Vivian Rodriguez is a kindergarten teacher in Honduras. But unlike in the United States where it is common practice to send children to kindergarten, the concept is fairly new in the Central America country.

Vivian Rodriguez is a kindergarten teacher in Honduras. But unlike in the United States where it is common practice to send children to kindergarten, the concept is fairly new in the Central America country.

“We have been fighting the government to improve education for the smaller children,” she said. “Kindergarten is new. Many of the programs are not even in the public school buildings, but in separate facilities. A lot of parents feel it is a waste of time.”

Nine teachers from Honduras toured Fairmount and Bryant elementary schools Tuesday as part of the Friends United Program. After spending two days in the Fort Osage School District last week, the teachers, who included kindergarten and third grade teachers along with a librarian, are spending this week touring and observing classes in several Independence schools. They will return home next week.

“This is the fourth year we have brought them here, so that we can give them the experience of seeing how teachers educate children in the United States,” said Charlotte Ruoff, president of Friends United. “We want them to implement some of what they see here in their own schools (in Honduras) to make them better teachers.”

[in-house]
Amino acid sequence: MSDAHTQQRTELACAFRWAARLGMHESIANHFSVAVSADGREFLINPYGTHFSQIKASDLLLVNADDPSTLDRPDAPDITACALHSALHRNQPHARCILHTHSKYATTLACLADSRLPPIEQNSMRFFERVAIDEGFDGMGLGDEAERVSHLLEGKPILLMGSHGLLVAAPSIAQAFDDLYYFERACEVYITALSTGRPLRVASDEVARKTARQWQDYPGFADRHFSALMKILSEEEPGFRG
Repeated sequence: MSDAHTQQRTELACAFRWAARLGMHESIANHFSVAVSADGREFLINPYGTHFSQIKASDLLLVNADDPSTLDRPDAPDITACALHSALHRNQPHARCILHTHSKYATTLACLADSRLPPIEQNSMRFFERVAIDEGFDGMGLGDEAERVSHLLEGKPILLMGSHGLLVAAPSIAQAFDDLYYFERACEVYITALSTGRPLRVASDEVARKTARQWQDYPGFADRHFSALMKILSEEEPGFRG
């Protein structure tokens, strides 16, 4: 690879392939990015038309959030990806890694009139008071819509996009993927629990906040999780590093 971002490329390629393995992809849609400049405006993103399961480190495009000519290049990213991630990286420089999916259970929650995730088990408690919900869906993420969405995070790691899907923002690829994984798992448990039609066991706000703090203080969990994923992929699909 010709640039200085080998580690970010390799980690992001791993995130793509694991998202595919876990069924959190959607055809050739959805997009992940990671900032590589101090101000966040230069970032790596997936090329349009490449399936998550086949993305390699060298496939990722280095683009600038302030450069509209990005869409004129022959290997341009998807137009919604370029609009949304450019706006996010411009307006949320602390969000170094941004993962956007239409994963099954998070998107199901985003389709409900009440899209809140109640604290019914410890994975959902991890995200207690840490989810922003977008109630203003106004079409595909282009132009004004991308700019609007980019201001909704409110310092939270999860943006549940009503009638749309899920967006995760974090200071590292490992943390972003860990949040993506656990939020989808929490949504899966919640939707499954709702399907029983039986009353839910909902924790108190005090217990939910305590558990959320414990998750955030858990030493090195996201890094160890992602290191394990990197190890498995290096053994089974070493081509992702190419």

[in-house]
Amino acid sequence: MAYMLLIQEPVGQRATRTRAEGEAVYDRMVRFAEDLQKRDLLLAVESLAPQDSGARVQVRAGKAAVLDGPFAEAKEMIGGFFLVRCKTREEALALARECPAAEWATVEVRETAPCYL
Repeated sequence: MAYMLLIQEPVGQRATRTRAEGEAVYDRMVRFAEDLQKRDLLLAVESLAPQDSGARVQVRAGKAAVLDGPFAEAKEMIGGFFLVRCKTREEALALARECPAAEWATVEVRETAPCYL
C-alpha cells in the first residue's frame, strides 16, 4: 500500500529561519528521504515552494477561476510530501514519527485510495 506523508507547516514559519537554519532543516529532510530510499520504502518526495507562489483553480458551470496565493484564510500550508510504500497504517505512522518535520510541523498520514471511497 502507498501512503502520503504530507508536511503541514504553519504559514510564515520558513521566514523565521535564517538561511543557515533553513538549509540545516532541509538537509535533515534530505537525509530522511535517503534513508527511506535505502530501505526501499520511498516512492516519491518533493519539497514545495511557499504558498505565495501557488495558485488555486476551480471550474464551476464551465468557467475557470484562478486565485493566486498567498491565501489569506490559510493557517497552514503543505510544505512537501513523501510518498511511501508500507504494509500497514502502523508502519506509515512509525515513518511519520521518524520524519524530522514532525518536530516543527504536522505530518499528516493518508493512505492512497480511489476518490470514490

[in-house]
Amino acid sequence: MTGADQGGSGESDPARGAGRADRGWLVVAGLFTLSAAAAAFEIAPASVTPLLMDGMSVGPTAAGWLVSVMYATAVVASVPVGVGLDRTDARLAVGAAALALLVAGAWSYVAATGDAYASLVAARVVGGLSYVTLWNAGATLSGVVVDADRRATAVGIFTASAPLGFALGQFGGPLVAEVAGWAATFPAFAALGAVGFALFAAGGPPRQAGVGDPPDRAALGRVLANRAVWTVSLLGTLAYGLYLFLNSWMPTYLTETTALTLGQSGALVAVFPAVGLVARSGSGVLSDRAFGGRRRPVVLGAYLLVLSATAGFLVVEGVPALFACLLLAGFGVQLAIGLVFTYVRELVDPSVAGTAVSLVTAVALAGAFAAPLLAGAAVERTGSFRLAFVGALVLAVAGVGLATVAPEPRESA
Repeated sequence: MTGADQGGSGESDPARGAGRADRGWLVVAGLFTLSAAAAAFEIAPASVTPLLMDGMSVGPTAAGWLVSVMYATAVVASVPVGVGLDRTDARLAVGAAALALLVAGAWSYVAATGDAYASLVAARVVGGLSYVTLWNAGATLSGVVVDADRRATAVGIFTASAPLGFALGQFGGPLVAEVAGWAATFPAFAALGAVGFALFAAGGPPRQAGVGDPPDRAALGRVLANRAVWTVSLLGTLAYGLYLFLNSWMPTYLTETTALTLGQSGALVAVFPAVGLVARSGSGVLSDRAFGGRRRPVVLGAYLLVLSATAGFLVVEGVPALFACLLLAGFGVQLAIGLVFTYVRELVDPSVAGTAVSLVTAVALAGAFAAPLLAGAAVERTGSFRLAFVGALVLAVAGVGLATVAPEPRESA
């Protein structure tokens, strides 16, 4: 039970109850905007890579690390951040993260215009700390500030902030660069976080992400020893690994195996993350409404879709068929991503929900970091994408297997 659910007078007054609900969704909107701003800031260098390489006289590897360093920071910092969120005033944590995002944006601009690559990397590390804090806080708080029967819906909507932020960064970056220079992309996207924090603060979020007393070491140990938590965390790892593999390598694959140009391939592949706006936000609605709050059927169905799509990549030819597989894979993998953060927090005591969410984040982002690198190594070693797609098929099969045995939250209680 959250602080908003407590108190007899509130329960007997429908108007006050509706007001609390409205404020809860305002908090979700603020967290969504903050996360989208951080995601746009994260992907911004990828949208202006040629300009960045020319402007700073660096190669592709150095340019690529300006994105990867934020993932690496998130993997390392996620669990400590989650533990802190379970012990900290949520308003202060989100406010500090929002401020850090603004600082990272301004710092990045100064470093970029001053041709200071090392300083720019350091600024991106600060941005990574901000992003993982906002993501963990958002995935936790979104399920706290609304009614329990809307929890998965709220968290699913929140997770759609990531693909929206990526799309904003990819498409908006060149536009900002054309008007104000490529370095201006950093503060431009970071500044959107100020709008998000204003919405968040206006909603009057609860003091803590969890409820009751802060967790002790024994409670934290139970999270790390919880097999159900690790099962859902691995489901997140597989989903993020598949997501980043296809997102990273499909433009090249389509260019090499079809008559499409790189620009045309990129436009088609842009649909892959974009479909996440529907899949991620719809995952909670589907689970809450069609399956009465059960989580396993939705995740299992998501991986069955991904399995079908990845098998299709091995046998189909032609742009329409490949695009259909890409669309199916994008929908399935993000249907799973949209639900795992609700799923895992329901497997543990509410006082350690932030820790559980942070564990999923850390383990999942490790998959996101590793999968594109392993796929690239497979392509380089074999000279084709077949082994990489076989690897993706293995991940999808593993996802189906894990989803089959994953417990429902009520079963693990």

Friends United was created in 1987 by three Independence School District teachers. The goal is to work with Honduran teachers by presenting workshops. In addition, Friends United has created several small libraries and resource rooms and donates supplies and textbooks to the schools on a regular basis. Other schools the teachers have or will be visiting are Fort Osage High School, Fire Prairie Middle School and Elm Grove and Indian Trails elementaries in the Fort Osage School District and Korte, Luff, Three Trails and Thomas Hart Benton elementaries in the Independence School District.

Ruoff said the visits allow teachers to learn new teaching strategies and techniques that they can take back with them. She said instruction also is given for teaching mathematics, reading and science.

Unlike in the U.S., many children in Honduras do not complete the sixth grade. In addition, 13 percent of children do not even have a school to go to.

“These ideas are very beneficial to them,” she said. “They are interested in the experience and are very enthusiastic about what they are learning. Many have said how grateful they are to have this kind of opportunity.”

Thania Valladares, a librarian at Policarpo Bonilla School in Honduras, said she has gathered several ideas she would like to implement, especially when it comes to classroom behavior and discipline.

“I like how the teachers here encourage the children and train them to do things such as walking quietly in the hallways and treating each other nice,” she said through an interpreter. “The teachers keep the children motivated and on task. Those are important things to teach. We have seen the good education in the U.S., and we want that for our country, too.”